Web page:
Seventy-Six is now about 18 months old, and seems to alternate between acquisition of social, linguistic, and motor skills.
Motor skills, for instance, he can jump up off the ground – getting a little air – at will and when asked. He can alternately walk or run. Sometimes he alters his gait to something that resembles skipping. He can build towers with blocks four or five high. He can pretty efficiently feed himself with fork or spoon. He’s learning to color and use a Magna-Doodle. He’s learned to climb up onto living room furniture without assistance (most of the time).
As to social skills, he answers questions, follows commands (when they are not too irksome), responds to conversational gambits, sometimes initiates conversation. He likes to play games that involve taking turns – uttering sounds, playing with items, playing peek-a-boo. He likes to play by himself. He likes to wrestle and play with the parents. He enjoys playing with other children. He expresses preferences for some types of food over others, and those preferences may change from day to day, meal to meal. Because he’s older, now, and more like a little boy than a baby, it’s harder for me to “let him cry it out.” Crying is, of course, one of the defining characteristics of babies. Sometimes they cry to blow off steam, and it seems like a normal, healthy activity for them. In an older child, however, I perceive crying arising from real distress. But I think toddlers still need to blow off steam by crying, still have no way of distinguishing between a serious problem and a minor annoyance – both may feel the same – without nice distinctions.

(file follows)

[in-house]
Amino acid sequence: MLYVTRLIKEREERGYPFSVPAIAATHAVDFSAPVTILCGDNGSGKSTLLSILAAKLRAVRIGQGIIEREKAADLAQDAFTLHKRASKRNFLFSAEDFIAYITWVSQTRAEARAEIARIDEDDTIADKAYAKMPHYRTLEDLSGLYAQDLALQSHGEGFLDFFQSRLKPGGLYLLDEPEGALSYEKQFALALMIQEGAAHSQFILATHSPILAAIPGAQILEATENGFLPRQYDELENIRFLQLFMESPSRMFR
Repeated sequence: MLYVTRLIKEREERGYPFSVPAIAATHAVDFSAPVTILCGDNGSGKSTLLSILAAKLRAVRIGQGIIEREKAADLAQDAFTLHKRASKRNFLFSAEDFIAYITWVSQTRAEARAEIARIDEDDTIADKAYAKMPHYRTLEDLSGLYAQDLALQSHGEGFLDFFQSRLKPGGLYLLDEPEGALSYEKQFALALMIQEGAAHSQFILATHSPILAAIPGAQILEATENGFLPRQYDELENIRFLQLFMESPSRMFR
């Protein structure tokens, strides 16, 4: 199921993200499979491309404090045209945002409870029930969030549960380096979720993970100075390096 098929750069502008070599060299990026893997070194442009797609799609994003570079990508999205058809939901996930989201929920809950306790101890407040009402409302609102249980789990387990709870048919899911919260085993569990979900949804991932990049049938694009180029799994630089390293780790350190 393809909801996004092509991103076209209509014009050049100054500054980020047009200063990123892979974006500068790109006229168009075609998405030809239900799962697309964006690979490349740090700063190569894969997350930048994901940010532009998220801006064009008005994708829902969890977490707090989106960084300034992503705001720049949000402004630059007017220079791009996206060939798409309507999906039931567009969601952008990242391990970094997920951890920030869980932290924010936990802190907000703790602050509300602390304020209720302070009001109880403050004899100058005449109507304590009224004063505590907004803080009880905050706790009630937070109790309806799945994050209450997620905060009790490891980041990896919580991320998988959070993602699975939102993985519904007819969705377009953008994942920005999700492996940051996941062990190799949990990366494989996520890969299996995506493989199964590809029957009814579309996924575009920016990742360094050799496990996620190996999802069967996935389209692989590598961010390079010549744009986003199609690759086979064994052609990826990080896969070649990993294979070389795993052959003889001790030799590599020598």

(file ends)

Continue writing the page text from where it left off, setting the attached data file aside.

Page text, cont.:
Linguistically, the little guy abbreviates words he’s not willing or able to completely enunciate by using the first letter of the word in place of the word. Tent is ‘T.’ Another child, named Ellie, is ‘E.’ Piano, Pizza, Peas, Printer are all ‘P.’ His sitter, Becky, is ‘B.’ Book, Bottle (now sippy cup), Bed, are ‘B.’ Other words he says clearly are Mop, Blue (Blue’s Clues), Keys. Other words he manages by uttering the first syllable, like ‘Tow’ for Tower.